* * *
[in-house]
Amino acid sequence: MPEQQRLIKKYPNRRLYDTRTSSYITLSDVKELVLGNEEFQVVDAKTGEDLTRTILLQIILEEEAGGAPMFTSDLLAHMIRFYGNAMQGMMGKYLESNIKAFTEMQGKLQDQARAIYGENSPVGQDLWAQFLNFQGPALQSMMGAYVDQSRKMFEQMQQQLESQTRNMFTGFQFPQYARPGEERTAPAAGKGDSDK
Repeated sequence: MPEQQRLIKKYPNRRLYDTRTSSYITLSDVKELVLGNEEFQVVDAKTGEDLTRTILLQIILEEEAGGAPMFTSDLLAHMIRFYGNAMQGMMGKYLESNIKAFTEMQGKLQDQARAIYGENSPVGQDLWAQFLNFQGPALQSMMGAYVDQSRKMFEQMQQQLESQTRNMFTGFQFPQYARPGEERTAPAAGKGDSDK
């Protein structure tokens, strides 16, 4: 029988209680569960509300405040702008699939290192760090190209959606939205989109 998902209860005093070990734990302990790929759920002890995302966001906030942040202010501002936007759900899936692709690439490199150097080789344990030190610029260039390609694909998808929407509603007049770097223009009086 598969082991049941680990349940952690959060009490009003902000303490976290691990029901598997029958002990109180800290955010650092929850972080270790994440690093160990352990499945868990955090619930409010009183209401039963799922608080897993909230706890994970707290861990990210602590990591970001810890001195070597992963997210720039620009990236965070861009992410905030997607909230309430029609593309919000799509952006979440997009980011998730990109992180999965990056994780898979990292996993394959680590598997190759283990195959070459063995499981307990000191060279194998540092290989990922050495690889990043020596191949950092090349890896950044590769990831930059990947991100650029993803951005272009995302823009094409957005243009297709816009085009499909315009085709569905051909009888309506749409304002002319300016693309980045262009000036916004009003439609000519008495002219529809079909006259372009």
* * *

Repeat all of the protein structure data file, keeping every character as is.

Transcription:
[in-house]
Amino acid sequence: MPEQQRLIKKYPNRRLYDTRTSSYITLSDVKELVLGNEEFQVVDAKTGEDLTRTILLQIILEEEAGGAPMFTSDLLAHMIRFYGNAMQGMMGKYLESNIKAFTEMQGKLQDQARAIYGENSPVGQDLWAQFLNFQGPALQSMMGAYVDQSRKMFEQMQQQLESQTRNMFTGFQFPQYARPGEERTAPAAGKGDSDK
Repeated sequence: MPEQQRLIKKYPNRRLYDTRTSSYITLSDVKELVLGNEEFQVVDAKTGEDLTRTILLQIILEEEAGGAPMFTSDLLAHMIRFYGNAMQGMMGKYLESNIKAFTEMQGKLQDQARAIYGENSPVGQDLWAQFLNFQGPALQSMMGAYVDQSRKMFEQMQQQLESQTRNMFTGFQFPQYARPGEERTAPAAGKGDSDK
């Protein structure tokens, strides 16, 4: 029988209680569960509300405040702008699939290192760090190209959606939205989109 998902209860005093070990734990302990790929759920002890995302966001906030942040202010501002936007759900899936692709690439490199150097080789344990030190610029260039390609694909998808929407509603007049770097223009009086 598969082991049941680990349940952690959060009490009003902000303490976290691990029901598997029958002990109180800290955010650092929850972080270790994440690093160990352990499945868990955090619930409010009183209401039963799922608080897993909230706890994970707290861990990210602590990591970001810890001195070597992963997210720039620009990236965070861009992410905030997607909230309430029609593309919000799509952006979440997009980011998730990109992180999965990056994780898979990292996993394959680590598997190759283990195959070459063995499981307990000191060279194998540092290989990922050495690889990043020596191949950092090349890896950044590769990831930059990947991100650029993803951005272009995302823009094409957005243009297709816009085009499909315009085709569905051909009888309506749409304002002319300016693309980045262009000036916004009003439609000519008495002219529809079909006259372009």